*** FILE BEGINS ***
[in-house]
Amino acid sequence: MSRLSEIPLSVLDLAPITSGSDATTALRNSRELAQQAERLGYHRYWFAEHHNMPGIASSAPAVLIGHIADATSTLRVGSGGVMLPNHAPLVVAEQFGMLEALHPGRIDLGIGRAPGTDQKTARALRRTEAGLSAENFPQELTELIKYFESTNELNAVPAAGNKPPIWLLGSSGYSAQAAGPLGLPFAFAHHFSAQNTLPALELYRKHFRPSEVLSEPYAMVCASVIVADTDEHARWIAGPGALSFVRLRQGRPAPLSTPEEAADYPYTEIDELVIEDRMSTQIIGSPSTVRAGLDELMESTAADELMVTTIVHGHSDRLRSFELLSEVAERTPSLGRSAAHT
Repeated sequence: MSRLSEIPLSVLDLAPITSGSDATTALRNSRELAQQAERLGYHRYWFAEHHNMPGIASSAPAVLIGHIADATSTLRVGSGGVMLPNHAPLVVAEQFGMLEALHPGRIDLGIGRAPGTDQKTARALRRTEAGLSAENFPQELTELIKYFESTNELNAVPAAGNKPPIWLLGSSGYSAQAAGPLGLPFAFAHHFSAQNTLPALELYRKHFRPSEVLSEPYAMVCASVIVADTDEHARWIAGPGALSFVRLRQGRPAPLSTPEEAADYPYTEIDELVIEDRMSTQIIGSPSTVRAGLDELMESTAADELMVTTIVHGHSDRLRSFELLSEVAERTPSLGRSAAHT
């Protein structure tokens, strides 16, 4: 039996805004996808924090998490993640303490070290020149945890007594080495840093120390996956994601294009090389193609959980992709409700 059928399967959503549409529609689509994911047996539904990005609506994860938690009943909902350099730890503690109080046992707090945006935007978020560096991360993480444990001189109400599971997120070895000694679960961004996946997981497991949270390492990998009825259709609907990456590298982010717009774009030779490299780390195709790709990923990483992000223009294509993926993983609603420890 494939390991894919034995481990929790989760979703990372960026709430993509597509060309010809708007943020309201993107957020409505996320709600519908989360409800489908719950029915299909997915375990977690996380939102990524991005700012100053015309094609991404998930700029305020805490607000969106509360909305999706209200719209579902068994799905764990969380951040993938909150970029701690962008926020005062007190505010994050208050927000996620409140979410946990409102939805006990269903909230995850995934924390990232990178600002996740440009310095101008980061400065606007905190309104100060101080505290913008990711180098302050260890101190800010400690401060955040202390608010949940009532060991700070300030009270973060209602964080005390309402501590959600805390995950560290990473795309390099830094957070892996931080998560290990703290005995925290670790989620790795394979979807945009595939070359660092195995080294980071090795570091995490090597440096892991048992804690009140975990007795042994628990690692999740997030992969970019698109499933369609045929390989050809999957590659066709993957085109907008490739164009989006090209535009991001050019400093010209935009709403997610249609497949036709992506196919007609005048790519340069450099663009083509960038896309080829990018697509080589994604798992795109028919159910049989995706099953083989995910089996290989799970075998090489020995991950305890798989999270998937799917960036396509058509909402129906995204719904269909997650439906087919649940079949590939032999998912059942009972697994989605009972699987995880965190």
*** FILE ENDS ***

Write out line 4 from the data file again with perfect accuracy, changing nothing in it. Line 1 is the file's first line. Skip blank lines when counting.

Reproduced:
């Protein structure tokens, strides 16, 4: 039996805004996808924090998490993640303490070290020149945890007594080495840093120390996956994601294009090389193609959980992709409700 059928399967959503549409529609689509994911047996539904990005609506994860938690009943909902350099730890503690109080046992707090945006935007978020560096991360993480444990001189109400599971997120070895000694679960961004996946997981497991949270390492990998009825259709609907990456590298982010717009774009030779490299780390195709790709990923990483992000223009294509993926993983609603420890 494939390991894919034995481990929790989760979703990372960026709430993509597509060309010809708007943020309201993107957020409505996320709600519908989360409800489908719950029915299909997915375990977690996380939102990524991005700012100053015309094609991404998930700029305020805490607000969106509360909305999706209200719209579902068994799905764990969380951040993938909150970029701690962008926020005062007190505010994050208050927000996620409140979410946990409102939805006990269903909230995850995934924390990232990178600002996740440009310095101008980061400065606007905190309104100060101080505290913008990711180098302050260890101190800010400690401060955040202390608010949940009532060991700070300030009270973060209602964080005390309402501590959600805390995950560290990473795309390099830094957070892996931080998560290990703290005995925290670790989620790795394979979807945009595939070359660092195995080294980071090795570091995490090597440096892991048992804690009140975990007795042994628990690692999740997030992969970019698109499933369609045929390989050809999957590659066709993957085109907008490739164009989006090209535009991001050019400093010209935009709403997610249609497949036709992506196919007609005048790519340069450099663009083509960038896309080829990018697509080589994604798992795109028919159910049989995706099953083989995910089996290989799970075998090489020995991950305890798989999270998937799917960036396509058509909402129906995204719904269909997650439906087919649940079949590939032999998912059942009972697994989605009972699987995880965190």